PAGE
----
M. Magloire did not rely; but, after having read Jacques’s letter, he said,—
“I am at M. de Boiscoran’s disposal; and I shall go to him as soon as he is no longer in close confinement. I think, as Miss Dionysia does, that he will insist upon saying nothing. However, as we have the means of reaching him by letter,—well, here I am myself ready to profit by the imprudence that has been committed!—beseech him, in the name of his own interest, in the name of all that is dear to him, to speak, to explain, to prove his innocence.”
Thereupon M. Magloire bowed, and withdrew suddenly, leaving his audience in consternation, so very evident was it, that he left so suddenly in order to conceal the painful impression which Jacques’s letter had produced upon him.
“Certainly,” said M. de Chandore, “we will write to him; but we might just as well whistle. He will wait for the end of the investigation.”
“Who knows?” murmured Dionysia.
And, after a moment’s reflection, she added,—
“We can try, however.”
And, without vouchsafing any further explanation, she left the room, and hastened to her chamber to write the following letter:—
“I must speak to you. There is a little gate in our garden which opens upon Charity Lane, I will wait for you there. However late it may be when you get these lines, come!
Then having put the note into an envelope, she called the old nurse, who had brought her up, and, with all the recommendations which extreme prudence could suggest, she said to her,—
“You must see to it that M. Mechinet the clerk gets this note to-night. Go! make haste!”
During the last twenty-four hours, Mechinet had changed so much, that his sisters recognized him no longer. Immediately after Dionysia’s departure, they had come to him, hoping to hear at last what was meant by that mysterious interview; but at the first word he had cried out with a tone of voice which frightened his sisters to death,—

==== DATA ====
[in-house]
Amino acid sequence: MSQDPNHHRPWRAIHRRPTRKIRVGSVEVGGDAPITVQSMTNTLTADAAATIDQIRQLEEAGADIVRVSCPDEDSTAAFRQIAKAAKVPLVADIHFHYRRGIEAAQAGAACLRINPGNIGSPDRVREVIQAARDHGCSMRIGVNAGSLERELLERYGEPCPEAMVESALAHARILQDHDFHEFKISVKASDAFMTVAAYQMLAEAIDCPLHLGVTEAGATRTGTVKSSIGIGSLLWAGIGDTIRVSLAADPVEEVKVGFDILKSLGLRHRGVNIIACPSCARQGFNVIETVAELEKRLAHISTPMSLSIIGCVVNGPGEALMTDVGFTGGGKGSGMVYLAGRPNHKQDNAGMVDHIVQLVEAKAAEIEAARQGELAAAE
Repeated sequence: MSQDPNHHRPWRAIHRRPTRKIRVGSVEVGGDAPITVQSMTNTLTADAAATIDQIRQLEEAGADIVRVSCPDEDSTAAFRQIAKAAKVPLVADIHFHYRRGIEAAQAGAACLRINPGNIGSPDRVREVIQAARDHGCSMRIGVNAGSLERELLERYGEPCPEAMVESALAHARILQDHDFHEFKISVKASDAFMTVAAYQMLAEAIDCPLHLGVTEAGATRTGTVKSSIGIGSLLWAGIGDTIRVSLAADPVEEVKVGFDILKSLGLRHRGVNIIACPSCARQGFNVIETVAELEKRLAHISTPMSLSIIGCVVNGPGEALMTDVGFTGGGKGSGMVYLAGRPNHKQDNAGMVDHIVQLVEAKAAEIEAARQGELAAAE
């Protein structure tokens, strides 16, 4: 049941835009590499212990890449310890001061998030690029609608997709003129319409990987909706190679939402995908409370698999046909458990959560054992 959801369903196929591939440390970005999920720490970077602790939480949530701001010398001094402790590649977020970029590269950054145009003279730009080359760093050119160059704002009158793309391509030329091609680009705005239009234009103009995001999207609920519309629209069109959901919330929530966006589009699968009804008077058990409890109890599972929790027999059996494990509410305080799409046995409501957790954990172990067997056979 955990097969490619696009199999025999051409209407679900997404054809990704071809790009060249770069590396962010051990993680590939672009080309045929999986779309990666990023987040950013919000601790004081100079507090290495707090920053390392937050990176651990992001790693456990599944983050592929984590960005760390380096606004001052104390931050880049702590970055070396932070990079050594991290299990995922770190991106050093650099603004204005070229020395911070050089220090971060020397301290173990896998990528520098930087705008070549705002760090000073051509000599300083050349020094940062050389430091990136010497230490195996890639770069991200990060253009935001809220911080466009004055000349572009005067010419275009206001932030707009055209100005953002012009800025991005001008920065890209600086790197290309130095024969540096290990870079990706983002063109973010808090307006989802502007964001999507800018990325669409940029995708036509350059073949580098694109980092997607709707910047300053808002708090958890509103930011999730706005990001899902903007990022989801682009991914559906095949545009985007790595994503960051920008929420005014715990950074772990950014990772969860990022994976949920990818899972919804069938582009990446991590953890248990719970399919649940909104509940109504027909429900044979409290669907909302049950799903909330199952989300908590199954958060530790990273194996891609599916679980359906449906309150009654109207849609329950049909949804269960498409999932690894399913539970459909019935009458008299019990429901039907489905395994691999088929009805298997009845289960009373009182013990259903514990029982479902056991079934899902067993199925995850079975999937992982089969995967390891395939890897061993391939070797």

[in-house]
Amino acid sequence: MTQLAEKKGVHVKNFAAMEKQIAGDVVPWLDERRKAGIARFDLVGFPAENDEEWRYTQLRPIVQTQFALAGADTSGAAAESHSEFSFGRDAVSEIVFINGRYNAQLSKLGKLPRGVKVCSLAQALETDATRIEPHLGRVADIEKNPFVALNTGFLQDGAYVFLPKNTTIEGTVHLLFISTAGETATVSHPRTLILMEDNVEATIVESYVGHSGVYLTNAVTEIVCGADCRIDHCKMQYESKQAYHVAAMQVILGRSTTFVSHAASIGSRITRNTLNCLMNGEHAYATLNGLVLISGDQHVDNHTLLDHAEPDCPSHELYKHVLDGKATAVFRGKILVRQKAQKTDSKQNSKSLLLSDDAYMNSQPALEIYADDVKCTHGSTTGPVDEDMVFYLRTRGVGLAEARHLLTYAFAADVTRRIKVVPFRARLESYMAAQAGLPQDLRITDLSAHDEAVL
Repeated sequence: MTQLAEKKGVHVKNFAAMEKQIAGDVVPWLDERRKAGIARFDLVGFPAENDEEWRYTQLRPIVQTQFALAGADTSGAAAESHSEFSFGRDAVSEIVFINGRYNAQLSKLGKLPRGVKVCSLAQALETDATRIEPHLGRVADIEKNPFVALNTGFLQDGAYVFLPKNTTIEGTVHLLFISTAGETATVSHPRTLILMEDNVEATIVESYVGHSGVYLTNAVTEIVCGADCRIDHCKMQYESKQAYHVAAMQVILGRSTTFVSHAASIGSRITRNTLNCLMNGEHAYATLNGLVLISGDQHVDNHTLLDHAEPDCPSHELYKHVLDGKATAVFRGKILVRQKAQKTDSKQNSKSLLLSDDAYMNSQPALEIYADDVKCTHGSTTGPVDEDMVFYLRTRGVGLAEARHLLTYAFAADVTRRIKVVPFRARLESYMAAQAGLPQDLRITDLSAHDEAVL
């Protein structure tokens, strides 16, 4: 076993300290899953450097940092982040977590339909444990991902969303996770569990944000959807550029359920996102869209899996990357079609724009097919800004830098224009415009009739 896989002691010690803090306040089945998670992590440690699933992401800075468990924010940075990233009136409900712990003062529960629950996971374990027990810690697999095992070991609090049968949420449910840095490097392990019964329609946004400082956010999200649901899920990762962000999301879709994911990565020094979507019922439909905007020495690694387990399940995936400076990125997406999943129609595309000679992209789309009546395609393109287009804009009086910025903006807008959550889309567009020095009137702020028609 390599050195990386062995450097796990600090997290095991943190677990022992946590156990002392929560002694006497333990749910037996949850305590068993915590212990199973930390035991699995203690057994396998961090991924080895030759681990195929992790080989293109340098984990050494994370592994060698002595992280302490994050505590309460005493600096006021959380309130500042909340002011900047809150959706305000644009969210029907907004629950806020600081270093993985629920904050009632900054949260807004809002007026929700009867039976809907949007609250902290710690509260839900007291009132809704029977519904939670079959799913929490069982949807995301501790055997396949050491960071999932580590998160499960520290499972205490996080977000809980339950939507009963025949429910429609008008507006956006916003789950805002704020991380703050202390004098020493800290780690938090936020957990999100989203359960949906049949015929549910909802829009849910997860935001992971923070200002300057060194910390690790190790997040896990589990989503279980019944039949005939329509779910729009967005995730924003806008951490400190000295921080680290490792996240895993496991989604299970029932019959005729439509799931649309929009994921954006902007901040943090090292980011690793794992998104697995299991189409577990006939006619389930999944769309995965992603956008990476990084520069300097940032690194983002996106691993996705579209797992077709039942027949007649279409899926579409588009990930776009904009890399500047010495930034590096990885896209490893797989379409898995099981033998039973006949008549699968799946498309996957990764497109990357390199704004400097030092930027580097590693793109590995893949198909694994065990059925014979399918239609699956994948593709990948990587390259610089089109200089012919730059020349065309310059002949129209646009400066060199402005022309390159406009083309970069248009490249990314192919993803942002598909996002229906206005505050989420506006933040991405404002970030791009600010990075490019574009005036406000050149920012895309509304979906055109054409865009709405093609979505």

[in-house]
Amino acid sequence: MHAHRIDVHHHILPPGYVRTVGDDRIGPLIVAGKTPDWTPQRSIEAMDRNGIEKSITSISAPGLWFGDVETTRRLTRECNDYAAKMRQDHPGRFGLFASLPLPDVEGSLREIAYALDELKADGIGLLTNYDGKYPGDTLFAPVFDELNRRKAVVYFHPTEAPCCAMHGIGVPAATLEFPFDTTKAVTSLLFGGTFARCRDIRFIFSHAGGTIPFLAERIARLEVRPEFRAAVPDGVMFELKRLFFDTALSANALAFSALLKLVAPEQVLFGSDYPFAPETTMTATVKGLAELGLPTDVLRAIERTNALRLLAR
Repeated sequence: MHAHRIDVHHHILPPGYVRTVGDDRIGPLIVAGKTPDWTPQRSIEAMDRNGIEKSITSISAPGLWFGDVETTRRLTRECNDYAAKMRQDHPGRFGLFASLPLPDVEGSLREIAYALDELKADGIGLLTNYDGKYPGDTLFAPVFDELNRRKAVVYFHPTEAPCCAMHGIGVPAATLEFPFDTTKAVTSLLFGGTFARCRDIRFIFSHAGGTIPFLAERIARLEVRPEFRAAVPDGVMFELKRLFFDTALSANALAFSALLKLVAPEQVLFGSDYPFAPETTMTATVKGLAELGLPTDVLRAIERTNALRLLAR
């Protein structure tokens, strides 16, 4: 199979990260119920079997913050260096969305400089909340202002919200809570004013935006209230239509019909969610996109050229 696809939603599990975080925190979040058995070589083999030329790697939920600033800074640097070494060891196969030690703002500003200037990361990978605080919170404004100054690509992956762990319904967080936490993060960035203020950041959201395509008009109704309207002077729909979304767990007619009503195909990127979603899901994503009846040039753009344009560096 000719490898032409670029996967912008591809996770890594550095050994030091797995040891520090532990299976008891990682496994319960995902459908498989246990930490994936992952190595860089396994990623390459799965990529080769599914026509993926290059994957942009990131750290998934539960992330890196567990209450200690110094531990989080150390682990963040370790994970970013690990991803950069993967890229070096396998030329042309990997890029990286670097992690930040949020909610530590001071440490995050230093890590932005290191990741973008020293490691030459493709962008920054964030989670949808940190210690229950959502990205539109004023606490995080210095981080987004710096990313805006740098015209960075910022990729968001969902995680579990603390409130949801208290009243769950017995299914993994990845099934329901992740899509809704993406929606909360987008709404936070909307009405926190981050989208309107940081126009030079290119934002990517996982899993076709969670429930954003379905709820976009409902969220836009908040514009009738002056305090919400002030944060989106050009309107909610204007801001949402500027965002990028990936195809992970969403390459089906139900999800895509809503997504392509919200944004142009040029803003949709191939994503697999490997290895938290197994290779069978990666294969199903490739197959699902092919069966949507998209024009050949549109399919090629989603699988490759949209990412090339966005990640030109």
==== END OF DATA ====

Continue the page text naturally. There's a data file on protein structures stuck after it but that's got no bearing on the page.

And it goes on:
“That is none of your business! That is nobody’s business!” and he had remained alone, quite overcome by his adventure, and dreaming of the means to make good his promise without ruining himself. That was no easy matter.
When the decisive moment arrived, he discovered that he would never be able to get the note into M. de Boiscoran’s hands, without being caught by that lynx-eyed M. Galpin: as the letter was burning in his pocket, he saw himself compelled, after long hesitation, to appeal for help to the man who waited on Jacques,—to Trumence, in fine. The latter was, after all, a good enough fellow; his only besetting sin being unconquerable laziness, and his only crime in the eyes of the law perpetual vagrancy. He was attached to Mechinet, who upon former occasions, when he was in jail, had given him some tobacco, or